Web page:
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Jacket 20 — December 2002   |   # 20  Contents   |   Homepage   |  Catalog   |

Lawrence Joseph

Stop Me If I’ve Told You

That year, too, was finished.
Yellow fog vanished

in the lane of spring mistletoe,
Byron’s Pool, Newton’s rooms.

Emphatically, emphatically she said no
the second from the last time.

Her hair was light, bright red and beautiful.
She cried, I said don’t.

While, drugged, I increased
to a very high power,

several billion dollars of bombs
dropped on Cambodia, Jerolds,

on Jesus Green, declared
he intended to be great.

R. A. H. Prince, at High Table,
observed Lewis’ subtle depiction

of Eliot’s eyes in the famous portrait
that hung in Hall, insisted

every American owned a car.
Stop me if I’ve told you about

the treatise on evil in the University Library,
purple rhododendrons

burst apart in midnight sun,
Paris, Thonon-les-Bains, Geneva in April,

my sensitivity, and my luck.
Home in November after my second Michaelmas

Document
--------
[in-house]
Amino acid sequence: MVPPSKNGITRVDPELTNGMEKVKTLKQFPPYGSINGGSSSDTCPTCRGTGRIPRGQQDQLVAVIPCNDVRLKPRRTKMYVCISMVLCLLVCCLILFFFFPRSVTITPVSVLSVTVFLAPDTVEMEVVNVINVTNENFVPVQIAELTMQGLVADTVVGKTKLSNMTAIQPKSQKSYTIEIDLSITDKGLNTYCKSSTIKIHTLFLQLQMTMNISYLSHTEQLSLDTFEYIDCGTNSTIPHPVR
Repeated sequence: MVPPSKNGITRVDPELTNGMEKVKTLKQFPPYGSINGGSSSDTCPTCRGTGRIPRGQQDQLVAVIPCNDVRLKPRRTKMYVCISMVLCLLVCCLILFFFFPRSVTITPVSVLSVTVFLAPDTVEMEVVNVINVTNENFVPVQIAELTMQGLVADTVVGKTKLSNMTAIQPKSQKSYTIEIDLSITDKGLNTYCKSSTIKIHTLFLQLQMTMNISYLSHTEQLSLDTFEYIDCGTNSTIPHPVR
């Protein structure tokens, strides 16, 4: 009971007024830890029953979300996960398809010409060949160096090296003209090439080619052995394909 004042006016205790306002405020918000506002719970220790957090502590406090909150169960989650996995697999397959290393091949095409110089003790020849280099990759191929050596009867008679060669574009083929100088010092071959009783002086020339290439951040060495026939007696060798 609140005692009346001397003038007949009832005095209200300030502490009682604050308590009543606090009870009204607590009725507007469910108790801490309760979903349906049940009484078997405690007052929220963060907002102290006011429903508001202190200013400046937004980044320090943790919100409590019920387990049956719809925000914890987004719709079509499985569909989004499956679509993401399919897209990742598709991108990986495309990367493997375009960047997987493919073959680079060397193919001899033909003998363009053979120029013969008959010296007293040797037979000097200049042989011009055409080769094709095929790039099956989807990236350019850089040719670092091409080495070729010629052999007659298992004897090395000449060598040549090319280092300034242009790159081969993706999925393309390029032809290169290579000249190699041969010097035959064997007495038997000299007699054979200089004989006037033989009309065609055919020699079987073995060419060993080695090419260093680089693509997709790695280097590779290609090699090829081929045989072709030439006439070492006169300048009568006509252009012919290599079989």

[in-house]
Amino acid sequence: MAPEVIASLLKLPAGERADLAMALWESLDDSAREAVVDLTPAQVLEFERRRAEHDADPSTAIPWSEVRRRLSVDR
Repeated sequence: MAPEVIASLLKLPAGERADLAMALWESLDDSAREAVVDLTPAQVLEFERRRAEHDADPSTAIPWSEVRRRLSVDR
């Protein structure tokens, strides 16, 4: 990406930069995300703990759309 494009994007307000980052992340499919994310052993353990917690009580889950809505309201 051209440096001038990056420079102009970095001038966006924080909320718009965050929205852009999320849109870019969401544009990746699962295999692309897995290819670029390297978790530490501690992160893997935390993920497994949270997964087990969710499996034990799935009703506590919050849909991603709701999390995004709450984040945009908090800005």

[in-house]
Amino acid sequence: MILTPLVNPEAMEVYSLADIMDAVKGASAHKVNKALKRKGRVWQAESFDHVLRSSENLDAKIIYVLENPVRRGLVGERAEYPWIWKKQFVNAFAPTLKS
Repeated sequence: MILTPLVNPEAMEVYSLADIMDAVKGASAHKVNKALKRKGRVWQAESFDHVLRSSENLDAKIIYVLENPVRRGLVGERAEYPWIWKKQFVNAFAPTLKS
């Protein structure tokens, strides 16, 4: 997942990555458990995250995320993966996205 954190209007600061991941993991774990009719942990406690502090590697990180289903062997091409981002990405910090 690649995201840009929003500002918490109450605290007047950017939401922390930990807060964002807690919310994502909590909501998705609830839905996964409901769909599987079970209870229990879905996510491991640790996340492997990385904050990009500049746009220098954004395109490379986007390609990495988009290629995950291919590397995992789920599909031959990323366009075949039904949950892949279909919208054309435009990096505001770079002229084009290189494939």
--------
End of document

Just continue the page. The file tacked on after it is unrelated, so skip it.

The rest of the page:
to find — myself. Myself
an abstraction; myself

drives to see the great factories,
wills his desire not to accumulate

in the brain, remembers
the Angelus’ cadences

on the Shrine of the Little Flower’s chimes.
Have I told you about

the Pillar of Families and the Hope
of the Sick, instants

of awareness, my own words
I should not comprehend?

July, in the village Ajaltoun
in the mountain in Lebanon

on the feast of Saint Elias,
while Beirut’s heavy moon

and tin and cardboard houses
revolved behind my eyes,

I danced one step forward
and, then, one step to the side,

knelt, rose straightbacked,
upright in the beginnings

of some strange knowledge
I thought was true.

I vowed discipline. I vowed love.
I read all the books, believed

my irony my nostalgia reversed —
I believed it. January

in Cambridge, a new year,
I waken at dawn to walk

to the old Gasworks outside the city
toward familiar smells.

This poem first appeared in Pequod magazine
and was collected in Curriculum Vitae,
University of Pittsburgh Press, 1988, ISBN 0-8229-5401-X

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